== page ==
Oh the Wakas I’ve Seen!

Hola Peru Fans!

Today I would like to ponder Peruvian wakas. As I mentioned last time, a waka is a holy place. According to Andean cosmology, wakas are arranged along imaginary lines that radiate out from the temple of the sun in Cusco. Remember to the Inca, Cusco was the center of the universe. These holy places were envisioned as connected to it.



Ollantaytambo was one of the first wakas we visited in the Cusco region. It is 60 km northwest from the city. Ollantaytambo was the the royal estate of Emperor Pachacuti who conquered the region. He built the town and ceremonial center within it. The site was used both for religious purposes and as a fortress.


Today, Sacsayhuaman is a 20,000 ha archaeological park on the northern outskirts of Cusco that includes severl wakas: Sacsayhuman itself, Tambomachay, Puca Pucara, and Q’uenqo. Sacsayhuaman included a Sun Temple which suggests that the complex was the focus of ritual activities. The large plaza area, capable of holding thousands of people, is well designed for ceremonial activities and several of the large structures at the site may also have been used during rituals. Today, Peruvians celebrate Inti Raymi, the annual Inca festival of the winter solstice and new year. It is held near Sacsayhuamán on 24 June.


Tambomachay is a temple dedicated to water. Water was a sacred element not only to the Inca, but to many indigenous cultures throughout the Americas. The site consistes of a series of aquaducts, channels, and several waterfalls taht run through the rocks.

Puca Pucara

Puca Pucara was used as a resting place by Incan travelers. Puca Pucara means “Red Fort” in Quechua, and comes from the red color of the rocks at dusk. Puca Pucara is an example of military architecture that also functioned as an administrative center. The fort is made of large walls, terraces, and staircases.


Q’uenqo means “labrynth” in QuechuaThe use and meaning of this site still remain an mystery to historians and archeologists.  The ceremonial site is shaped like a semicircular amphitheater about 4 m high, there is an all but destroyed rock carving of an upstanding puma at it’s center. In the walls that border the main court are 19 niches carved in stone that reasearchers believe served as seating.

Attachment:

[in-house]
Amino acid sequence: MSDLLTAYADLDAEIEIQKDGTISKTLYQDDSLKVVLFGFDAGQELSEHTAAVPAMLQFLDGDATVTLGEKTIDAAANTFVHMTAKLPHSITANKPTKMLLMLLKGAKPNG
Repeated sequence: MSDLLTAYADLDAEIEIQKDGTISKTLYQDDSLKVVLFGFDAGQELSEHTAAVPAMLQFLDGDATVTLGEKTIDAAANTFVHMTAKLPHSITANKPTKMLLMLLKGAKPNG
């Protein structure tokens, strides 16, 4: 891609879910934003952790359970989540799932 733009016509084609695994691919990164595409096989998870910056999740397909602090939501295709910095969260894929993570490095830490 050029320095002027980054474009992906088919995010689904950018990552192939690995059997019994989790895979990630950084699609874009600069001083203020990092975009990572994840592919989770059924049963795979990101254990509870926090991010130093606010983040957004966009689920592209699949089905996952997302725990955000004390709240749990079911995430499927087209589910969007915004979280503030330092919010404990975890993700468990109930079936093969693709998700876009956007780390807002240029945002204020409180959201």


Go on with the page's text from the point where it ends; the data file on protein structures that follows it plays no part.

Qorikancha means golden temple in Quechua. It is located within the city of Cusco and was an important temple within the Inca Empire, dedicated primarily to Inti, the Sun God. It has been said that the walls and floors were once covered in sheets of solid gold, and its adjacent courtyard was filled with golden statues. Spanish reports tell of its opulence that was “fabulous beyond belief.”  When the Spanish required the Inca to raise a ransom in gold for the life of the leader Atahualpa, most of the gold was collected from here. The Spanish colonists built the Church of Santo Domingo on the site, demolishing the temple and using its foundations for the cathedral. Today, visitors can see both the church itself and what is left of the foundations of the temple.

And of course, there is Machu Picchu. But I will save that for another day…

*Photos courtesy of Pam Baldwin – Photographer at large 🙂


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Chair of Social Science, Humanities,
& Foreign Languages

Liberal Arts & University Transfer
Craven Community College

800 College Court
New Bern, NC 28562
Email: bellaceroc@cravencc.edu
Phone: 252.638.7328
Fax: 252.638.3231

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